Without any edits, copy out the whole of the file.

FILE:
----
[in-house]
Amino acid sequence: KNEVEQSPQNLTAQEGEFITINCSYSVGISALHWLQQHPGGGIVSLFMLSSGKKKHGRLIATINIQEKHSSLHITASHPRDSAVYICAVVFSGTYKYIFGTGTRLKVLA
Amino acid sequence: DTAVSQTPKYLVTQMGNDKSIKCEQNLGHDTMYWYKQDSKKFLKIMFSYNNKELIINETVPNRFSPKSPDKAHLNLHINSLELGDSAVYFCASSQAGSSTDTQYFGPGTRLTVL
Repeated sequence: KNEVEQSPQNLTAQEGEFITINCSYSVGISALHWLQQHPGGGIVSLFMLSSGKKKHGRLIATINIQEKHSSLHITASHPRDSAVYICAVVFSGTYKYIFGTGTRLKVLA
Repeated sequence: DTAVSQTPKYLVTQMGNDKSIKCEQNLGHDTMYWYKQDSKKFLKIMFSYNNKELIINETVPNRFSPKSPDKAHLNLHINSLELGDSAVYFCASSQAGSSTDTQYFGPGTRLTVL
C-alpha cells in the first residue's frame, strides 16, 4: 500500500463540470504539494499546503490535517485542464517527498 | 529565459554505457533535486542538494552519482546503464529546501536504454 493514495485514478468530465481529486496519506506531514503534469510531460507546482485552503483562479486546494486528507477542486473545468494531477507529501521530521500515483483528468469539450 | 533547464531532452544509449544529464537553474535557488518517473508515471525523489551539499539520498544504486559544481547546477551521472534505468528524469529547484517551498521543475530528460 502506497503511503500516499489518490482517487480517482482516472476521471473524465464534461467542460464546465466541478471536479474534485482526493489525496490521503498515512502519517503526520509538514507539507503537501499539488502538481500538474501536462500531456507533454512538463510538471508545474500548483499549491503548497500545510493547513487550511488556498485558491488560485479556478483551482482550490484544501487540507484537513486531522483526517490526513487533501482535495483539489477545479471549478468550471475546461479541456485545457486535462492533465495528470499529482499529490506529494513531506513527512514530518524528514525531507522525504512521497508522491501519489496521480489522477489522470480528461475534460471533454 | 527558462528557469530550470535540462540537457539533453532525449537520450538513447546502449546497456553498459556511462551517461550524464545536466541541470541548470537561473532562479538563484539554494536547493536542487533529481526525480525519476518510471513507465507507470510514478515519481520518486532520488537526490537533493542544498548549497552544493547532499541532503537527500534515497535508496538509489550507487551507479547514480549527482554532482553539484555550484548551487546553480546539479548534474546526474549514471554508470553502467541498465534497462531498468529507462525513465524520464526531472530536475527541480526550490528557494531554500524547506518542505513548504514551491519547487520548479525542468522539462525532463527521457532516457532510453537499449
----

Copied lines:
[in-house]
Amino acid sequence: KNEVEQSPQNLTAQEGEFITINCSYSVGISALHWLQQHPGGGIVSLFMLSSGKKKHGRLIATINIQEKHSSLHITASHPRDSAVYICAVVFSGTYKYIFGTGTRLKVLA
Amino acid sequence: DTAVSQTPKYLVTQMGNDKSIKCEQNLGHDTMYWYKQDSKKFLKIMFSYNNKELIINETVPNRFSPKSPDKAHLNLHINSLELGDSAVYFCASSQAGSSTDTQYFGPGTRLTVL
Repeated sequence: KNEVEQSPQNLTAQEGEFITINCSYSVGISALHWLQQHPGGGIVSLFMLSSGKKKHGRLIATINIQEKHSSLHITASHPRDSAVYICAVVFSGTYKYIFGTGTRLKVLA
Repeated sequence: DTAVSQTPKYLVTQMGNDKSIKCEQNLGHDTMYWYKQDSKKFLKIMFSYNNKELIINETVPNRFSPKSPDKAHLNLHINSLELGDSAVYFCASSQAGSSTDTQYFGPGTRLTVL
C-alpha cells in the first residue's frame, strides 16, 4: 500500500463540470504539494499546503490535517485542464517527498 | 529565459554505457533535486542538494552519482546503464529546501536504454 493514495485514478468530465481529486496519506506531514503534469510531460507546482485552503483562479486546494486528507477542486473545468494531477507529501521530521500515483483528468469539450 | 533547464531532452544509449544529464537553474535557488518517473508515471525523489551539499539520498544504486559544481547546477551521472534505468528524469529547484517551498521543475530528460 502506497503511503500516499489518490482517487480517482482516472476521471473524465464534461467542460464546465466541478471536479474534485482526493489525496490521503498515512502519517503526520509538514507539507503537501499539488502538481500538474501536462500531456507533454512538463510538471508545474500548483499549491503548497500545510493547513487550511488556498485558491488560485479556478483551482482550490484544501487540507484537513486531522483526517490526513487533501482535495483539489477545479471549478468550471475546461479541456485545457486535462492533465495528470499529482499529490506529494513531506513527512514530518524528514525531507522525504512521497508522491501519489496521480489522477489522470480528461475534460471533454 | 527558462528557469530550470535540462540537457539533453532525449537520450538513447546502449546497456553498459556511462551517461550524464545536466541541470541548470537561473532562479538563484539554494536547493536542487533529481526525480525519476518510471513507465507507470510514478515519481520518486532520488537526490537533493542544498548549497552544493547532499541532503537527500534515497535508496538509489550507487551507479547514480549527482554532482553539484555550484548551487546553480546539479548534474546526474549514471554508470553502467541498465534497462531498468529507462525513465524520464526531472530536475527541480526550490528557494531554500524547506518542505513548504514551491519547487520548479525542468522539462525532463527521457532516457532510453537499449